Unfortunately for Jason, Trish Jarvis (Kimberly Beck) and her little brother Tommy (Corey Feldman, who gives a pretty good performance here even if Tommy is kind of a brat when you get right down to it), happen to live next door.  Trish is prepared for Jason because she has previously met yet another camper — Rob (Erich Anderson),who specifically came up to Crystal Lake to track down and kill Jason because Jason killed his sister Sandra in Part 2.  (Of course, by the series chronology, Sandra only died two days ago so I guess Rob moves pretty quickly.)  Also unfortunate for Jason, Tommy is an aspiring makeup artist who makes himself up to look like Jason and, in the surprisingly exciting finale, uses his skills to fool Jason and then hack him up while screaming, “DIE!” all the while.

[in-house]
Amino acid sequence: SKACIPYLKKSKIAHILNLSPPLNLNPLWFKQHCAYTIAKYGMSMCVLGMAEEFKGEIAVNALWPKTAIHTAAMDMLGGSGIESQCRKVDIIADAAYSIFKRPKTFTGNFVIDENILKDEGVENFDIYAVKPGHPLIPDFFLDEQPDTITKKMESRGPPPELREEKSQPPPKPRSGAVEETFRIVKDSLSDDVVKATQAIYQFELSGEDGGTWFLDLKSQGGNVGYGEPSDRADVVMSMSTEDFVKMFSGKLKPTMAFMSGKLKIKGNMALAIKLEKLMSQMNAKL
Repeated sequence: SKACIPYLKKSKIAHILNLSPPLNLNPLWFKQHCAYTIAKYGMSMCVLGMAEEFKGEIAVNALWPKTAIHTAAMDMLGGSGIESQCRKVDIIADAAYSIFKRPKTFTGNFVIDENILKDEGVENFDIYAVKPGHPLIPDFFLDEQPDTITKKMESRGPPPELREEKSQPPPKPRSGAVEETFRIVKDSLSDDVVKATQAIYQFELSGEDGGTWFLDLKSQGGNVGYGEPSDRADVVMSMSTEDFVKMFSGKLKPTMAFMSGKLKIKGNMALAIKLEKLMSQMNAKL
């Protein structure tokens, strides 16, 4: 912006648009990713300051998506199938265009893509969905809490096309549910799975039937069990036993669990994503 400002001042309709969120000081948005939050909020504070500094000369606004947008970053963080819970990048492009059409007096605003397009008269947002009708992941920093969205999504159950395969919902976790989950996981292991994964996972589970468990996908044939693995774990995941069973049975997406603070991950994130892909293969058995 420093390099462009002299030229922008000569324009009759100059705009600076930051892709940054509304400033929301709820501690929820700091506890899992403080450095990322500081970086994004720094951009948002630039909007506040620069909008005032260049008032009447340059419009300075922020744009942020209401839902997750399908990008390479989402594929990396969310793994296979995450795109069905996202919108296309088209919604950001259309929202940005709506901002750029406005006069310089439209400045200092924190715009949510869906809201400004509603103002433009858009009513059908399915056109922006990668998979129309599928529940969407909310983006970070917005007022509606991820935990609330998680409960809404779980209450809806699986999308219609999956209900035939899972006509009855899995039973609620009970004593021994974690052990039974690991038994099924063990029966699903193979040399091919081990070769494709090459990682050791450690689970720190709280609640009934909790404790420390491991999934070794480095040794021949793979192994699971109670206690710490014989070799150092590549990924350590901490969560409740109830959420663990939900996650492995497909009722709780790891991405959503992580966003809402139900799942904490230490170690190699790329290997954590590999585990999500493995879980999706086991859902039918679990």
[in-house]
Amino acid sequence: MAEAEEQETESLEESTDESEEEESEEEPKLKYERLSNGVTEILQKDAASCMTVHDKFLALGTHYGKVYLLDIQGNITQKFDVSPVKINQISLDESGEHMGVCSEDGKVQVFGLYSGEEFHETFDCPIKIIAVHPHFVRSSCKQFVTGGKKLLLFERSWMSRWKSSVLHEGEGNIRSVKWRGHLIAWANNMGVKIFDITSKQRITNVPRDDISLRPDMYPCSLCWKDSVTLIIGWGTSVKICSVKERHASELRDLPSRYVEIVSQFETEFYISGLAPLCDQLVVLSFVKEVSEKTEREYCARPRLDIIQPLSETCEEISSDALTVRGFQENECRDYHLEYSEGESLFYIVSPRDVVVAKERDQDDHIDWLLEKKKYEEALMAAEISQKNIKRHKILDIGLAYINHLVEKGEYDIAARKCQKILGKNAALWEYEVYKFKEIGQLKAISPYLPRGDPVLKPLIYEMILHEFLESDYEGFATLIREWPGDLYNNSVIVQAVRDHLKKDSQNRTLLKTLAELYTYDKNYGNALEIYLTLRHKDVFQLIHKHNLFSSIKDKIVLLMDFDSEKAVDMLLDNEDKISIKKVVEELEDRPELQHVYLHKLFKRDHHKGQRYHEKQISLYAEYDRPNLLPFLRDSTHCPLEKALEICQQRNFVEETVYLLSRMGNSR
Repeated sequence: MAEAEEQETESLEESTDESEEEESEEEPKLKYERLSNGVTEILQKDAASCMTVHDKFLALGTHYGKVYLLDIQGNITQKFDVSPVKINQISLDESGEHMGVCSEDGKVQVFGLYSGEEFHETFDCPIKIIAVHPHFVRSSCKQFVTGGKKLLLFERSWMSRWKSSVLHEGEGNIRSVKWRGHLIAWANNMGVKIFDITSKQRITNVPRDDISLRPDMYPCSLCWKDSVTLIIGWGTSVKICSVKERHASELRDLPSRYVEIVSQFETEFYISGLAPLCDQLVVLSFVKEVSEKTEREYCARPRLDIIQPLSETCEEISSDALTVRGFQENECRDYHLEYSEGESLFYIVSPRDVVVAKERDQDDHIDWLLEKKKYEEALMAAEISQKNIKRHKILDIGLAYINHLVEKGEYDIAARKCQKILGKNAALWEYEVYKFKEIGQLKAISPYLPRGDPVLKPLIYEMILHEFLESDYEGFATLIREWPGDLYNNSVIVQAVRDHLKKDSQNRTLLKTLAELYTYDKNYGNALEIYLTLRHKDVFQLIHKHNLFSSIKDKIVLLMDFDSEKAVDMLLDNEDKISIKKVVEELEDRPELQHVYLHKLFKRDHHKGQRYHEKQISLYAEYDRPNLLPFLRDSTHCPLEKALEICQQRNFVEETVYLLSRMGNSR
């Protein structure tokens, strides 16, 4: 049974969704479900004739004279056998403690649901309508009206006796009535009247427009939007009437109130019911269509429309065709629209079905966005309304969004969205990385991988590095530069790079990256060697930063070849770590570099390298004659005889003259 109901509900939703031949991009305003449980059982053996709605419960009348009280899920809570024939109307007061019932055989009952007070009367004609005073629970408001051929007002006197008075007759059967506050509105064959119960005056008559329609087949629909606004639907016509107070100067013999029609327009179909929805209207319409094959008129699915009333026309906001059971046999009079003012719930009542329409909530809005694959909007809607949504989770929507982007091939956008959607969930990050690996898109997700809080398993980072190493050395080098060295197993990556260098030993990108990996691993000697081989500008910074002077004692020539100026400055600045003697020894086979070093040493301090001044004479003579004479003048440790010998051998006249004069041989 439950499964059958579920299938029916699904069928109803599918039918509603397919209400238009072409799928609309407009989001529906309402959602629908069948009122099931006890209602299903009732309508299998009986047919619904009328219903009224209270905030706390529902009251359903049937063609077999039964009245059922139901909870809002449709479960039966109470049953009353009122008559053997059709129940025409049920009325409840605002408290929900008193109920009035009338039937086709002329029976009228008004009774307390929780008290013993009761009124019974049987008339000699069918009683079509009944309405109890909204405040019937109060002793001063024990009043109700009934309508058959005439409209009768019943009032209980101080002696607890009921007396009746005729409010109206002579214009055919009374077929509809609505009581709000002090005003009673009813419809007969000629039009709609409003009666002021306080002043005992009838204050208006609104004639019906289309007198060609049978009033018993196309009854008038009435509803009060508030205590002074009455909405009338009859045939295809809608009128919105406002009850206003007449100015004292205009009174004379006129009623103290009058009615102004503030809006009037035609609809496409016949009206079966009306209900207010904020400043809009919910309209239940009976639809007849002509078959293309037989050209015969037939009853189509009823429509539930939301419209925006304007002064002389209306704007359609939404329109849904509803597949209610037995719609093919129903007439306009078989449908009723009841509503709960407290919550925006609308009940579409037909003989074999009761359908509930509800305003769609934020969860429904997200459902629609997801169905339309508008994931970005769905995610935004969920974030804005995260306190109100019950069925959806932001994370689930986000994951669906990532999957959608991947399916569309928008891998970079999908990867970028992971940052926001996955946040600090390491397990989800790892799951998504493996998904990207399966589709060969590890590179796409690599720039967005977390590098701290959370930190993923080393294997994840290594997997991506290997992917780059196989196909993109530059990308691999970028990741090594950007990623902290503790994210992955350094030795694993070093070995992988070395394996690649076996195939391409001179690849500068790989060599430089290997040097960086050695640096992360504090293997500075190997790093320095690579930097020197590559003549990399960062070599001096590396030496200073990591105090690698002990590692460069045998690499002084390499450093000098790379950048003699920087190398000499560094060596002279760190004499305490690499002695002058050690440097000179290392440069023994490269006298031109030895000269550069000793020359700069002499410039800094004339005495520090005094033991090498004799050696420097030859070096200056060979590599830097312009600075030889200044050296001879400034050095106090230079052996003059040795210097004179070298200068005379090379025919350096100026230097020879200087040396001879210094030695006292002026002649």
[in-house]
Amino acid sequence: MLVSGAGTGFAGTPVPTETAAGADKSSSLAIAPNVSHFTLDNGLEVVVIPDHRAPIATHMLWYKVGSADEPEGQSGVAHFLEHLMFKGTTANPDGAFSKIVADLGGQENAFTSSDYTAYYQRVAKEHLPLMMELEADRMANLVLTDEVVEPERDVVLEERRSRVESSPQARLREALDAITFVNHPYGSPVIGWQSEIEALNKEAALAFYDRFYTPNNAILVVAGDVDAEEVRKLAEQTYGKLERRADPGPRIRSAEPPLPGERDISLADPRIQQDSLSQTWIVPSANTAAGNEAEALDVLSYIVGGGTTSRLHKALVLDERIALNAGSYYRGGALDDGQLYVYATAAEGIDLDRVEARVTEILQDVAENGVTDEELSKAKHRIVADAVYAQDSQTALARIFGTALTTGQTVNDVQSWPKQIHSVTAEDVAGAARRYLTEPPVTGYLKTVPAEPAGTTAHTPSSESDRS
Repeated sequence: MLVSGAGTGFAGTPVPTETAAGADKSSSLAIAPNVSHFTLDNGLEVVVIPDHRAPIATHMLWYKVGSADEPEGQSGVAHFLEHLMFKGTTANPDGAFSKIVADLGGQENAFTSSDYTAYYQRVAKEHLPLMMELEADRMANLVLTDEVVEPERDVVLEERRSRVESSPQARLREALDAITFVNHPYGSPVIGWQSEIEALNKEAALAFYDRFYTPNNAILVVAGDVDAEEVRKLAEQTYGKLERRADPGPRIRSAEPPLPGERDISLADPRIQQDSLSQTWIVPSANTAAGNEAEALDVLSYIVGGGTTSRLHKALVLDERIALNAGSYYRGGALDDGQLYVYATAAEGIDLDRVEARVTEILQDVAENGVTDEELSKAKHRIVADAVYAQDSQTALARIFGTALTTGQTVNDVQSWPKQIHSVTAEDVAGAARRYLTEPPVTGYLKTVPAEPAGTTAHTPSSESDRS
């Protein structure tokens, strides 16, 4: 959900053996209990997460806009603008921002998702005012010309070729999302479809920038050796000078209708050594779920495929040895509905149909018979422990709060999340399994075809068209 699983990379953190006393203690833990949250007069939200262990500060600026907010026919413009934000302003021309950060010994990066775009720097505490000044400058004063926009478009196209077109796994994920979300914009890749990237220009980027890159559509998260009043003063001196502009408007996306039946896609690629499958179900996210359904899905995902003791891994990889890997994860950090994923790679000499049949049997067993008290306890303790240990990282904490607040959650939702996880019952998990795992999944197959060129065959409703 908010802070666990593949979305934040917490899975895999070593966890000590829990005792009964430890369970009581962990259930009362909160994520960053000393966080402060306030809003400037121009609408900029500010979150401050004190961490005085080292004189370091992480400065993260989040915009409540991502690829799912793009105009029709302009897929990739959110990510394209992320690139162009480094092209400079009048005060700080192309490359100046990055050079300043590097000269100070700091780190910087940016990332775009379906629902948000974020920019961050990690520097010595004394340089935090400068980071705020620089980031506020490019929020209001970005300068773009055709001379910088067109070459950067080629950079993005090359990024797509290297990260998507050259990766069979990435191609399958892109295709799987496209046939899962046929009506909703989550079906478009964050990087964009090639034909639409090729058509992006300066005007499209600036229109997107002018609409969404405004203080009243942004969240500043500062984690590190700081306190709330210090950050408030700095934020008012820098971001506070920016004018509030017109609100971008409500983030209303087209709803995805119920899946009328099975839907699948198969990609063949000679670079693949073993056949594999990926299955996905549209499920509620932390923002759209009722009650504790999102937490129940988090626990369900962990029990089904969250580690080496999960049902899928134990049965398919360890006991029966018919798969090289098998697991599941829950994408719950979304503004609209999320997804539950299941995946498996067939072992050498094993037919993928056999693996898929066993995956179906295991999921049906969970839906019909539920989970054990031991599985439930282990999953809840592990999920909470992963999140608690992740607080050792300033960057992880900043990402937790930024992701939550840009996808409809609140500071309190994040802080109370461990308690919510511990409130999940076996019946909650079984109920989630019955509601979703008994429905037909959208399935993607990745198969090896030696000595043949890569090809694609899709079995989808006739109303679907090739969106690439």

Plotwise, Friday the 13th: The Final Chapter is a pretty standard slasher film and, at times, it asks the audience to suspend its disbelief just a little bit too much.  Whenever I see the scene where Tina is pulled out the second story window, I always find myself wondering 1) how Jason managed to climb up the side of the house in the rain, 2) why did he decide to do that when, in the previous scene, he was already inside the house, and 3) why didn’t anyone inside the house hear Tina crashing into the station wagon below.  And yet, despite this, Friday the 13th: The Final Chapter is considered by many (including me) to be the best of the series.